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Poor Vision? There's an App for that.

necro81 (917438) writes | more than 4 years ago

2

necro81 (917438) writes "Researchers at MIT's Media Lab have developed a smartphone app that allows users to measure how poor their vision is (myopia, hyperopia, and astigmatism) and receive a corrective prescription. The user peers through a $2 optical adapter at the screen of a smartphone. The app displays lighted bars, and prompts the user to adjust the display until the bars line up. Repeating this with bars in different locations and orientations allows the vision distortion to be determined to within about 0.4 diopters (using a Nexus One). The iPhone 4, with its higher-resolution display, should be able to improve that to 0.28 diopters. This could have broad application in the developing world, where experienced opticians and diagnostic equipment are hard to come by."

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ok... but (1)

butterflysrage (1066514) | more than 4 years ago | (#32777376)

This could have broad application in the developing world, where experienced opticians and diagnostic equipment are hard to come by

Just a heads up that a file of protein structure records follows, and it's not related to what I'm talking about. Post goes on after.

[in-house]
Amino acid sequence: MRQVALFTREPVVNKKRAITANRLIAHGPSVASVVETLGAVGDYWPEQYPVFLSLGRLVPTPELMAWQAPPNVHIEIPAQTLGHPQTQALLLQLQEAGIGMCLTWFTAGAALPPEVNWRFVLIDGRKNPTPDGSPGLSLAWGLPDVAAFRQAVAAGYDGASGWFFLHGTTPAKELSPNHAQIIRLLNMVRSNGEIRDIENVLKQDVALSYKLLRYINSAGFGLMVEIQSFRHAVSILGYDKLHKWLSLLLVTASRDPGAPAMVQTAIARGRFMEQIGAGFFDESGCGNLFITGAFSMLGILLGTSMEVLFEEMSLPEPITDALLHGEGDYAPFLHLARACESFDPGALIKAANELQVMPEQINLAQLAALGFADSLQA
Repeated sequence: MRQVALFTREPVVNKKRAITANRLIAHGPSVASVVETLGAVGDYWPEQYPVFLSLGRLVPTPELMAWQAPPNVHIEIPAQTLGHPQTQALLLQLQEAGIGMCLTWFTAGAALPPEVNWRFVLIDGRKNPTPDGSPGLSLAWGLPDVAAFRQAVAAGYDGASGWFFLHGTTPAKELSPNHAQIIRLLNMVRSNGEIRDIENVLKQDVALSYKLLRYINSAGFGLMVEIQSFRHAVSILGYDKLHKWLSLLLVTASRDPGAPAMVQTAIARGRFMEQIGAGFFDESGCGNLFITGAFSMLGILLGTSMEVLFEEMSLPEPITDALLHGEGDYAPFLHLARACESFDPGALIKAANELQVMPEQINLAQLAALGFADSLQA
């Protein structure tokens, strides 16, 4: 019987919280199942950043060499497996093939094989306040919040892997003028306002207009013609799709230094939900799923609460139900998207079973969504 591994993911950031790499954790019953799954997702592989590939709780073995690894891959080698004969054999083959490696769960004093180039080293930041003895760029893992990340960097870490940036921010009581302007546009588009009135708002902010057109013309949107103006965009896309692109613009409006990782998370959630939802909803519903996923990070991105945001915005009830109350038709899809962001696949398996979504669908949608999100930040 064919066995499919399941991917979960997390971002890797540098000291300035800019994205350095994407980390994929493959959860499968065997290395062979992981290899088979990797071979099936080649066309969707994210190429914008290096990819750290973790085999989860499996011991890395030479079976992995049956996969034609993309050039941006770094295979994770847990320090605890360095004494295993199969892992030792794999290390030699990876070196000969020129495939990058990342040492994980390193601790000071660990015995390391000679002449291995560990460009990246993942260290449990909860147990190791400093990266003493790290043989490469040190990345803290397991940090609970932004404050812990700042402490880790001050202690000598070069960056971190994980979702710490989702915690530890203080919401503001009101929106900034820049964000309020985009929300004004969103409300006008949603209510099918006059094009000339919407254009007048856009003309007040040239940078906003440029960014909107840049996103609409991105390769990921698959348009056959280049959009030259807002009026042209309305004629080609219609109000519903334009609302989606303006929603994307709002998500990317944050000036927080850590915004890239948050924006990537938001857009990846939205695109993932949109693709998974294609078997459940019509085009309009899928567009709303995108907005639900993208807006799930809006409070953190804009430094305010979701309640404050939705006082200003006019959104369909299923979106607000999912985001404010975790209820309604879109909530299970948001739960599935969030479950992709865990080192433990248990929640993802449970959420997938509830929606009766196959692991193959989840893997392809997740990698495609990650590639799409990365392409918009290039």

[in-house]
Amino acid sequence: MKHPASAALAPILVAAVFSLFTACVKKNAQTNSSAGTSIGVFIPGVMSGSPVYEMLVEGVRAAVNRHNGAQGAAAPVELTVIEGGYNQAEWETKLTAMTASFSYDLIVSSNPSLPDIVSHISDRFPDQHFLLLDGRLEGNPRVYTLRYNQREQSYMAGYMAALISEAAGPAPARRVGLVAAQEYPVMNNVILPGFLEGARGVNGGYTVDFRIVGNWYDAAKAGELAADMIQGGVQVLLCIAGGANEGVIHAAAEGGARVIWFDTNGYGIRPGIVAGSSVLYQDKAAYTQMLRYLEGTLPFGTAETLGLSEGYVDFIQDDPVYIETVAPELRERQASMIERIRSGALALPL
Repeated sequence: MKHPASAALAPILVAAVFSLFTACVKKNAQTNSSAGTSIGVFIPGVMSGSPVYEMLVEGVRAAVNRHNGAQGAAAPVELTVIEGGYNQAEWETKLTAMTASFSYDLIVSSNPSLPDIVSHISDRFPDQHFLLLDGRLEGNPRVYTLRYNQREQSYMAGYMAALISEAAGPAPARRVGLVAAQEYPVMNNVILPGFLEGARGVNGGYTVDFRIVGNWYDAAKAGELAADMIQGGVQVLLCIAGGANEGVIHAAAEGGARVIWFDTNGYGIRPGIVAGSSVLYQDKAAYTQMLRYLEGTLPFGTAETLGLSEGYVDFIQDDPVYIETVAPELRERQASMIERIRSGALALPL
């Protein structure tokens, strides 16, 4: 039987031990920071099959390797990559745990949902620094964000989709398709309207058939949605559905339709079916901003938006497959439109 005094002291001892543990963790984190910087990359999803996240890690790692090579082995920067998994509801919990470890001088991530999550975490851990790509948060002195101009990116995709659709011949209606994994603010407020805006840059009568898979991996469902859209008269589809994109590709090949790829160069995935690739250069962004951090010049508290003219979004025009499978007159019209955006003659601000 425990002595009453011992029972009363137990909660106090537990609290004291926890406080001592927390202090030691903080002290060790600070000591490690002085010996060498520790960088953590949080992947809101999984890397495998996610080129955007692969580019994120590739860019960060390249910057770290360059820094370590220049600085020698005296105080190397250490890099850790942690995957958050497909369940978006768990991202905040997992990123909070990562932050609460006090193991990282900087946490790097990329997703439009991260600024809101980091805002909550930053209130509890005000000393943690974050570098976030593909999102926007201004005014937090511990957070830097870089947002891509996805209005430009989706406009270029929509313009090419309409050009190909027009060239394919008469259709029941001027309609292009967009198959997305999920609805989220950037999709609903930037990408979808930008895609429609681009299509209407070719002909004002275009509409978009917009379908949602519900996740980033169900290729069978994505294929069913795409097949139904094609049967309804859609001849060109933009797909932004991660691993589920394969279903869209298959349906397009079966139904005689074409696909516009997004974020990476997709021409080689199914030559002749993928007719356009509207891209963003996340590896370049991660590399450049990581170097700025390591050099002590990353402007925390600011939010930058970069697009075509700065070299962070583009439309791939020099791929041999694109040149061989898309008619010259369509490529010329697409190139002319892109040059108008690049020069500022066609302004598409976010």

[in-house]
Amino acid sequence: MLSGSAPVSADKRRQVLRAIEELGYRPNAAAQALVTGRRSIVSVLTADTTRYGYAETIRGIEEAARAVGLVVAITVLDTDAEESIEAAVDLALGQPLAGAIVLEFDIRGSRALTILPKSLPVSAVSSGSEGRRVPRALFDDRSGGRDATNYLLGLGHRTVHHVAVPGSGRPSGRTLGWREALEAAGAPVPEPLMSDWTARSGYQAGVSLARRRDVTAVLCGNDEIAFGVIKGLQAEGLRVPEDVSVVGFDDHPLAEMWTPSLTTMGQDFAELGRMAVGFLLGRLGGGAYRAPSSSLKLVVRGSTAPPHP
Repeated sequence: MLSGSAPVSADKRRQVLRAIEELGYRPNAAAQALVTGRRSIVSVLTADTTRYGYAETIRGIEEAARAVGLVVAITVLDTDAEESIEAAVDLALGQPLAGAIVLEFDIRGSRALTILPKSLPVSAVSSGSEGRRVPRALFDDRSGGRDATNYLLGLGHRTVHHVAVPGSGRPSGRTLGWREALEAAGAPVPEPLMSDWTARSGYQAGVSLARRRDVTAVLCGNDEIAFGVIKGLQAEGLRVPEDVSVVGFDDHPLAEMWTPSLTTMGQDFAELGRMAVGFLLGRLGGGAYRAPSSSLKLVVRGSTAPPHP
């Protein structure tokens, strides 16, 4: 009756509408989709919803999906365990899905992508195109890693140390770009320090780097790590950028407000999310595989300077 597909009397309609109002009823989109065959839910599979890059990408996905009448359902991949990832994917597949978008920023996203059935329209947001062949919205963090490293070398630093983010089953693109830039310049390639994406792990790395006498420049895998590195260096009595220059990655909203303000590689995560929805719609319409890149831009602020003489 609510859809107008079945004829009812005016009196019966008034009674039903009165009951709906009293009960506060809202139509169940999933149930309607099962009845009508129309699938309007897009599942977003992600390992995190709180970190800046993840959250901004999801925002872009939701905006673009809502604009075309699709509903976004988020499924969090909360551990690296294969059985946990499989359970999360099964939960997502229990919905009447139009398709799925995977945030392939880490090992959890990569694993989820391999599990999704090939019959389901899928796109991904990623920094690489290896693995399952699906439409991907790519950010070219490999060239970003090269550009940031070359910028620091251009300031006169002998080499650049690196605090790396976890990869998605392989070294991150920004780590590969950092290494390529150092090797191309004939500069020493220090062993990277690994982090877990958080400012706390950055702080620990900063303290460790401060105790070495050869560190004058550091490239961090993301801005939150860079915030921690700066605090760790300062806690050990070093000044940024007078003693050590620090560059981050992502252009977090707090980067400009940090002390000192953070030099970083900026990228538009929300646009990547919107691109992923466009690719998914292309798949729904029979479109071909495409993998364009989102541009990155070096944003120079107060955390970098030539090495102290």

ok, but just how popular are iPhones?

Diopter (2, Informative)

necro81 (917438) | more than 4 years ago | (#32778054)

For those that don't know, the diopter [wikipedia.org] is a measure of the strength of a lens. The higher the diopter number, the more the lens can bend light. It is the reciprocal of focal length. Negative diopters cause parallel rays to converge (a convex lens); positive diopter leads to divergence (concave). A prescription for eyeglasses will be called out in diopters, indicating how strong the lenses in the glasses need to be to correct for focusing problem of the eyes. Typical reading glasses will be +1.0 to +3.0 diopter.

The project page points out that opticians typically prescribe corrective lenses in 0.25-diopter increments. So being able to diagnose a vision problem to within 0.28 diopters brings it close to what you would be able to readily get from any lens manufacturer.
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